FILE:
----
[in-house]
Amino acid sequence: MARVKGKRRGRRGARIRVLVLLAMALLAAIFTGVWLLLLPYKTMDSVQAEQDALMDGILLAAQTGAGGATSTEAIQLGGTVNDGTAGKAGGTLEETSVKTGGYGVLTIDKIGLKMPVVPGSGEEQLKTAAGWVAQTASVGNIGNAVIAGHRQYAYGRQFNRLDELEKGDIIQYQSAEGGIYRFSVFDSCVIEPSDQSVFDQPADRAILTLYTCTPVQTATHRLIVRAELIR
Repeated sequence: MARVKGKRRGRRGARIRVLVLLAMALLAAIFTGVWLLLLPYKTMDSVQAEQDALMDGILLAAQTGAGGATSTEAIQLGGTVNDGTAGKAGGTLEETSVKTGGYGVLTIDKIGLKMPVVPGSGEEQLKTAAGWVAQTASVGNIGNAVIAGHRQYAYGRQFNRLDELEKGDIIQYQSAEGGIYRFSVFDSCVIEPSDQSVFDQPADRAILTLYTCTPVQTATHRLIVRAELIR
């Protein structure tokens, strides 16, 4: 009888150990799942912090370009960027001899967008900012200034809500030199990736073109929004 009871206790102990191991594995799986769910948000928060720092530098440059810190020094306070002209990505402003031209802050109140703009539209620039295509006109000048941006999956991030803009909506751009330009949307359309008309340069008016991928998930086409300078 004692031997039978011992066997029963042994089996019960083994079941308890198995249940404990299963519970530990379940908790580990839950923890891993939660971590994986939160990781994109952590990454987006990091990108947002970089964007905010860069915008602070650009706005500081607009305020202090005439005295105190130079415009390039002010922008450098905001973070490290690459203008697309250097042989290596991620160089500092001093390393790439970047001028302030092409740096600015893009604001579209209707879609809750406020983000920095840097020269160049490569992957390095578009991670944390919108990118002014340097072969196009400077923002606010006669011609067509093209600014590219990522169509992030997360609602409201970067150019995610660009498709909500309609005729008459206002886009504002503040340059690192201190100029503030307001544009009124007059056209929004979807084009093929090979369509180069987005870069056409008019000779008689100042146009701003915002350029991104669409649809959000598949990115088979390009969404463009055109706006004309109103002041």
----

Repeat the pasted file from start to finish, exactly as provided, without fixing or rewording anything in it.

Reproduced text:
[in-house]
Amino acid sequence: MARVKGKRRGRRGARIRVLVLLAMALLAAIFTGVWLLLLPYKTMDSVQAEQDALMDGILLAAQTGAGGATSTEAIQLGGTVNDGTAGKAGGTLEETSVKTGGYGVLTIDKIGLKMPVVPGSGEEQLKTAAGWVAQTASVGNIGNAVIAGHRQYAYGRQFNRLDELEKGDIIQYQSAEGGIYRFSVFDSCVIEPSDQSVFDQPADRAILTLYTCTPVQTATHRLIVRAELIR
Repeated sequence: MARVKGKRRGRRGARIRVLVLLAMALLAAIFTGVWLLLLPYKTMDSVQAEQDALMDGILLAAQTGAGGATSTEAIQLGGTVNDGTAGKAGGTLEETSVKTGGYGVLTIDKIGLKMPVVPGSGEEQLKTAAGWVAQTASVGNIGNAVIAGHRQYAYGRQFNRLDELEKGDIIQYQSAEGGIYRFSVFDSCVIEPSDQSVFDQPADRAILTLYTCTPVQTATHRLIVRAELIR
């Protein structure tokens, strides 16, 4: 009888150990799942912090370009960027001899967008900012200034809500030199990736073109929004 009871206790102990191991594995799986769910948000928060720092530098440059810190020094306070002209990505402003031209802050109140703009539209620039295509006109000048941006999956991030803009909506751009330009949307359309008309340069008016991928998930086409300078 004692031997039978011992066997029963042994089996019960083994079941308890198995249940404990299963519970530990379940908790580990839950923890891993939660971590994986939160990781994109952590990454987006990091990108947002970089964007905010860069915008602070650009706005500081607009305020202090005439005295105190130079415009390039002010922008450098905001973070490290690459203008697309250097042989290596991620160089500092001093390393790439970047001028302030092409740096600015893009604001579209209707879609809750406020983000920095840097020269160049490569992957390095578009991670944390919108990118002014340097072969196009400077923002606010006669011609067509093209600014590219990522169509992030997360609602409201970067150019995610660009498709909500309609005729008459206002886009504002503040340059690192201190100029503030307001544009009124007059056209929004979807084009093929090979369509180069987005870069056409008019000779008689100042146009701003915002350029991104669409649809959000598949990115088979390009969404463009055109706006004309109103002041």